Turning a Dream into a Home

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By Heather Bennett

Yellow House

The team at BeGenerous is grateful for the donations they received at their 2nd Annual Gathering in the Garden held at Point Washington Preserve Pavilion in November. The event helped bring awareness to BeGenerous’ efforts assisting victims and survivors of addiction and sex trafficking in our area, their vision for The Yellow House Project, and raise money for their operating expenses.

Currently BeGenerous does not have beds and supplies available and relies on a network to help assist these women in need. Stephanie McMinn, founder and director of BeGenerous, described their efforts as “doing the Yellow House Project without our yellow house,” which includes paying detox fees, travel expenses for relocation, deposits for other transition homes, and paying program fees to other recovery centers.

However, BeGenerous is praying for the love and support of the community this Christmas season to help them raise enough money for The Yellow House Project to purchase a property for their own home in Santa Rosa Beach. They are hoping to meet the deadline by the end of this year.

The Yellow House Project is transitional living for women recovering from addiction and abuse from sex trafficking. While in the home, the women will be a part of a 90-day Christ based program where they can receive counseling and start the healing process. There will be an option to stay long term up to 18 months if necessary.

“Now’s the time for the Yellow House to be established. To fill the gap, to be that bridge we need because so often what happens is, we have a woman we are working with and there’s no beds available.” Not having a safe place to go to make that transition is sometimes a life or death situation for these women.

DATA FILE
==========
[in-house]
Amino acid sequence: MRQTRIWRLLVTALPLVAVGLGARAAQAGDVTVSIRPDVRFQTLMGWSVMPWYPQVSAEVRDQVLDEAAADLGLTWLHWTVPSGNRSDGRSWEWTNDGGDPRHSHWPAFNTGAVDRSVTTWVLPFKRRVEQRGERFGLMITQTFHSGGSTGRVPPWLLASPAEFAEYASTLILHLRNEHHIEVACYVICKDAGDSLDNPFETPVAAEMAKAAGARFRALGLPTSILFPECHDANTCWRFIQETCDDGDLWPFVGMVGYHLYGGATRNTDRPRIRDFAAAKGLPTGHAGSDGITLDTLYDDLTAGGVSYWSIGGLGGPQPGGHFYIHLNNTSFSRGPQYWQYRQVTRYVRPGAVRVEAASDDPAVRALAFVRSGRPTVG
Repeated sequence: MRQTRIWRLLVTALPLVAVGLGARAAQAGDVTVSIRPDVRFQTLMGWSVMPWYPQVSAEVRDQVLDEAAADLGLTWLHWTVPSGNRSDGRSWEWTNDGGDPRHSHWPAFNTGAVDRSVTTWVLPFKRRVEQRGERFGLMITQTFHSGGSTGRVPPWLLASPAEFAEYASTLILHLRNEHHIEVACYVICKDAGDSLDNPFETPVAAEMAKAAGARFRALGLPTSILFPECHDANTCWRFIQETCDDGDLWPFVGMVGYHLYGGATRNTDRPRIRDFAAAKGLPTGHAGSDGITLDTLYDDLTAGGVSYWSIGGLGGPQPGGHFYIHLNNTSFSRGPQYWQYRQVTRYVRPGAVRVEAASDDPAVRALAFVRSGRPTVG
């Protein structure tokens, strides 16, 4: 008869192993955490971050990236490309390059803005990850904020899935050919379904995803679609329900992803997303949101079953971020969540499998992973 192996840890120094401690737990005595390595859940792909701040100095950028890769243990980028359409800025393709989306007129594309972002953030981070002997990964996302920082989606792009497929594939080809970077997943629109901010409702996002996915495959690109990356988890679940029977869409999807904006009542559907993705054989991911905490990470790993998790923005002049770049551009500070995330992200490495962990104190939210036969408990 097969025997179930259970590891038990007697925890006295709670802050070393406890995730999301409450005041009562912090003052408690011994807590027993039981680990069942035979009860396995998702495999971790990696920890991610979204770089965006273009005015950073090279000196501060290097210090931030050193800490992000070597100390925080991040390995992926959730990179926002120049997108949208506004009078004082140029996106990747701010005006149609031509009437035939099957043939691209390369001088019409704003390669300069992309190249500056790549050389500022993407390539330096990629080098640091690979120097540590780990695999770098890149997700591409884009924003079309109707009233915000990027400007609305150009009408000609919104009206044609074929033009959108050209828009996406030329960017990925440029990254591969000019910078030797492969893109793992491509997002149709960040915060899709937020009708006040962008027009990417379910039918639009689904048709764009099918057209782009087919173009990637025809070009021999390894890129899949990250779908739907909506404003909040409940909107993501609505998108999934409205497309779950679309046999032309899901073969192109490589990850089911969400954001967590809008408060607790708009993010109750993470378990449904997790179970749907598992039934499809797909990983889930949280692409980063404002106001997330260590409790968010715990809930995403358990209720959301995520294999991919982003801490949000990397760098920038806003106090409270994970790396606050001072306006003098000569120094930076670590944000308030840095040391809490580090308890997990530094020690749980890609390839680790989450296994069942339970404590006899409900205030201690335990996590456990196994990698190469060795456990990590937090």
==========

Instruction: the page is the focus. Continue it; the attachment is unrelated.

It may come as a surprise to some, but addiction and sex trafficking are very prevalent in our area. Sex trafficking can include force and or coercion of a victim to be sexually exploited. Many times, at the hands of someone the victim knows. Familial sex trafficking is an example of this, where a child is exploited for the exchange of drugs, a place to live, or money. This is different from abuse because the trafficker is profiting from the victim.

Those who work in the sex industry are often victims of sex trafficking. There is a misconception that strippers and prostitutes have chosen their lifestyle, but often they are victims of deeply rooted trauma that stems from years of manipulation, coerced addiction, threats of violence against their family, and physical and emotional abuse endured by the victim. Many women in the area are being exploited in plain sight.

While there are great programs in the area to help women overcome their circumstances, there are not enough places to stay while in transition. “I’m traveling to Alabama, if not weekly, every other week, to relocate girls, and to get them to one of our partner programs,” said Stephanie. “We just really need to get a house as soon as possible. We have so many girls that need help.”

Stephanie has a bigger vision for the program, establishing a social enterprise as their income generating model to support operational expense and create a savings account for when the women transition out. The women will gain work skills, gain confidence and have money set aside to start over. Stephanie calls it, All Things New. “That’s what God does in us. He takes away the old and makes something new and beautiful,” said Stephanie. Women could garden, repurpose furniture, make pottery and fix jewelry. “We hope to be able to help them establish an income, a career, maybe even inspire them to start their own business.

The property they are hoping to raise enough money for The Yellow House Project has acreage for equine therapy, box gardens, a pond for devotion time, workshops, chicken pens, and land for more transitional homes. It has everything they would need. While this property in South Walton is $625,000, Stephanie’s faith doesn’t waiver. “The Lord led me to this house.”

BeGenerous is a 501C3 non-profit that relies on support from the community through donations. If you would like more information on how you can help with The Yellow House Project, and more about BeGenerous, please visit www.begenerousinc.org

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